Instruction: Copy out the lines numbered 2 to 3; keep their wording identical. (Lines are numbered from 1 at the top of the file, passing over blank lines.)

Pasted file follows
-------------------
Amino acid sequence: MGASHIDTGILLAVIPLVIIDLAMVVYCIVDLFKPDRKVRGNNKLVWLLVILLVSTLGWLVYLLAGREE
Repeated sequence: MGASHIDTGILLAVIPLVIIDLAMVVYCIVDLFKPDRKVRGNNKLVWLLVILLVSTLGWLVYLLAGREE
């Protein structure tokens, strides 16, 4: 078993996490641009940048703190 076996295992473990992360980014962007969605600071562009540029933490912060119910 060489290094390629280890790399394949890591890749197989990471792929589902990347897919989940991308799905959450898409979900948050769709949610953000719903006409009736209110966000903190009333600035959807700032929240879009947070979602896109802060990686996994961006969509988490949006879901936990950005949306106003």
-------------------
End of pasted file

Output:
Repeated sequence: MGASHIDTGILLAVIPLVIIDLAMVVYCIVDLFKPDRKVRGNNKLVWLLVILLVSTLGWLVYLLAGREE
């Protein structure tokens, strides 16, 4: 078993996490641009940048703190 076996295992473990992360980014962007969605600071562009540029933490912060119910 060489290094390629280890790399394949890591890749197989990471792929589902990347897919989940991308799905959450898409979900948050769709949610953000719903006409009736209110966000903190009333600035959807700032929240879009947070979602896109802060990686996994961006969509988490949006879901936990950005949306106003």